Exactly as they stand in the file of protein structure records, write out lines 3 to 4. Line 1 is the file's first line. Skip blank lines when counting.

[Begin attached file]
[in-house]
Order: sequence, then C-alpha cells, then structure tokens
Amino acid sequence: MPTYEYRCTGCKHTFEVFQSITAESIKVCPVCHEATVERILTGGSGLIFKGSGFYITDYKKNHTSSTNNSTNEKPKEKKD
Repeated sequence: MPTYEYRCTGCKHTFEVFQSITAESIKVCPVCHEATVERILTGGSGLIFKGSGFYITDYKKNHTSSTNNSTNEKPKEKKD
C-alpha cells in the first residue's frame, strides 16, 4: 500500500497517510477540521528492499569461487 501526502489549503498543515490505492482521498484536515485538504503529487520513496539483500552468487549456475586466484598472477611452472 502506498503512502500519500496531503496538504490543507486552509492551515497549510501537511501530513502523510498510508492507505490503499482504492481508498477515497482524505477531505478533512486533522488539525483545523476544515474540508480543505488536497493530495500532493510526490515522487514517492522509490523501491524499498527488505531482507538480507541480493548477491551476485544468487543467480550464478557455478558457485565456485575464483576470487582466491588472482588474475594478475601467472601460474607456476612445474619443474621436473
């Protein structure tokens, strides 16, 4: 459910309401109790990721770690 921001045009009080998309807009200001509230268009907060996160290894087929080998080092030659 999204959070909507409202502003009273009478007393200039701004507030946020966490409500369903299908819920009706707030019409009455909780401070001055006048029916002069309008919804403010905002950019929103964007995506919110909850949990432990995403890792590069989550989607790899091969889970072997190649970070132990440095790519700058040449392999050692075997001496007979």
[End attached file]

Amino acid sequence: MPTYEYRCTGCKHTFEVFQSITAESIKVCPVCHEATVERILTGGSGLIFKGSGFYITDYKKNHTSSTNNSTNEKPKEKKD
Repeated sequence: MPTYEYRCTGCKHTFEVFQSITAESIKVCPVCHEATVERILTGGSGLIFKGSGFYITDYKKNHTSSTNNSTNEKPKEKKD